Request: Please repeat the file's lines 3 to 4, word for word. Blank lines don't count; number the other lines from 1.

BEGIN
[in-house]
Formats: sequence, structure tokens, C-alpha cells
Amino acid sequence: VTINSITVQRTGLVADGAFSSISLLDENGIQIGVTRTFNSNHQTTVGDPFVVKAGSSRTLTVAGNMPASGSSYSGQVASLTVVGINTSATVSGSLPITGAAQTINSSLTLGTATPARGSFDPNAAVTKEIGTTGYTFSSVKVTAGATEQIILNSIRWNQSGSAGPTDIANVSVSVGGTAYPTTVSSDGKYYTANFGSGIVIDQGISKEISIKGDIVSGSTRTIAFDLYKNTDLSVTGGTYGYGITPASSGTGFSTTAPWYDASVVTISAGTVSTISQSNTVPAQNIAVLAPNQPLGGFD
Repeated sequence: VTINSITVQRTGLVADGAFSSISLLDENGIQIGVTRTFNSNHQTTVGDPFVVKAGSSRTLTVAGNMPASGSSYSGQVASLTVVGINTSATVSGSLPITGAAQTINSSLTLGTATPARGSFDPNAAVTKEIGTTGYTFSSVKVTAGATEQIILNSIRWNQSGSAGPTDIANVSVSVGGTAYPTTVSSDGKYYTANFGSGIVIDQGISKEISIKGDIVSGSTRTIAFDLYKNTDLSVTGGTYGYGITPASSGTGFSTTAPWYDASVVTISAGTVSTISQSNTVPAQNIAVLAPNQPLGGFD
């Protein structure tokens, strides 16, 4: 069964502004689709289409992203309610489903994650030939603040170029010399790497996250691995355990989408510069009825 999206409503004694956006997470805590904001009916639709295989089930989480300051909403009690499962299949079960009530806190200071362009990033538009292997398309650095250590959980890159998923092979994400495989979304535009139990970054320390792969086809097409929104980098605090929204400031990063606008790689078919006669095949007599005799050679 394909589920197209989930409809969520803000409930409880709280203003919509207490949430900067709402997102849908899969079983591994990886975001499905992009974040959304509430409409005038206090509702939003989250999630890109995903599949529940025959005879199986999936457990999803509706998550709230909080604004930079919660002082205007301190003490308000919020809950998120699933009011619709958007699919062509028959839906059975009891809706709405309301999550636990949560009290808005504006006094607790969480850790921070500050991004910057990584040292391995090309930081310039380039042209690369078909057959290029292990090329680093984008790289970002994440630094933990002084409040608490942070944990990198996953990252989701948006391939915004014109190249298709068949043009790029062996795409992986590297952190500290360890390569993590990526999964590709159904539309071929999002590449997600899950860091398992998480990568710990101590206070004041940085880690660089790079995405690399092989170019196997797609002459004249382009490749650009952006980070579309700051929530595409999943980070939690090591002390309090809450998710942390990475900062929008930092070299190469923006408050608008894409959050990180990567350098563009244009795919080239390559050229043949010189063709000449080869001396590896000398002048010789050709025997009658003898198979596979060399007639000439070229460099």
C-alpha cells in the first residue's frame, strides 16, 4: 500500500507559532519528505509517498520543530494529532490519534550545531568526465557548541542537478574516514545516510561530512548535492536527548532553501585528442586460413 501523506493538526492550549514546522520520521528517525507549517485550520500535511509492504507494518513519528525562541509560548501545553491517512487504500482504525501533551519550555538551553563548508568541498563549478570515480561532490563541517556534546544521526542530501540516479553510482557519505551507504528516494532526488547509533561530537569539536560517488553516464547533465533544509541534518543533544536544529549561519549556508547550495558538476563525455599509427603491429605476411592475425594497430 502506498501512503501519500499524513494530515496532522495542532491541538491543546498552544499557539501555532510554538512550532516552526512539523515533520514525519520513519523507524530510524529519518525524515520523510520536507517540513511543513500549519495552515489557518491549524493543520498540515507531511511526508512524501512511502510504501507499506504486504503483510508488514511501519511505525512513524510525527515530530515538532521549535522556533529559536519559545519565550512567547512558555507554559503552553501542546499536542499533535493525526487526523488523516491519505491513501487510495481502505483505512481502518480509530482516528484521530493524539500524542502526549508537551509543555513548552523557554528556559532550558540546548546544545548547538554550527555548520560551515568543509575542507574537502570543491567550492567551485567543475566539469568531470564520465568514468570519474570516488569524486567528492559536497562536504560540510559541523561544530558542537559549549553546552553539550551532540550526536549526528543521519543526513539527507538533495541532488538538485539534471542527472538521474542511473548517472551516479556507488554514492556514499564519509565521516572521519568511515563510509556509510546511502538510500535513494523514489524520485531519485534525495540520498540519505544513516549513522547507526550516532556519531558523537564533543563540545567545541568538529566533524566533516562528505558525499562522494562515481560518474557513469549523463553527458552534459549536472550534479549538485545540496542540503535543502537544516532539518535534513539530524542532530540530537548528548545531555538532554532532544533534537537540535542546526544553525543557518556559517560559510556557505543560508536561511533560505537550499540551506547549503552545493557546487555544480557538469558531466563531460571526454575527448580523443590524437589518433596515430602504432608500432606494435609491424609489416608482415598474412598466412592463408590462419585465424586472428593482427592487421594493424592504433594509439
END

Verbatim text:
Amino acid sequence: VTINSITVQRTGLVADGAFSSISLLDENGIQIGVTRTFNSNHQTTVGDPFVVKAGSSRTLTVAGNMPASGSSYSGQVASLTVVGINTSATVSGSLPITGAAQTINSSLTLGTATPARGSFDPNAAVTKEIGTTGYTFSSVKVTAGATEQIILNSIRWNQSGSAGPTDIANVSVSVGGTAYPTTVSSDGKYYTANFGSGIVIDQGISKEISIKGDIVSGSTRTIAFDLYKNTDLSVTGGTYGYGITPASSGTGFSTTAPWYDASVVTISAGTVSTISQSNTVPAQNIAVLAPNQPLGGFD
Repeated sequence: VTINSITVQRTGLVADGAFSSISLLDENGIQIGVTRTFNSNHQTTVGDPFVVKAGSSRTLTVAGNMPASGSSYSGQVASLTVVGINTSATVSGSLPITGAAQTINSSLTLGTATPARGSFDPNAAVTKEIGTTGYTFSSVKVTAGATEQIILNSIRWNQSGSAGPTDIANVSVSVGGTAYPTTVSSDGKYYTANFGSGIVIDQGISKEISIKGDIVSGSTRTIAFDLYKNTDLSVTGGTYGYGITPASSGTGFSTTAPWYDASVVTISAGTVSTISQSNTVPAQNIAVLAPNQPLGGFD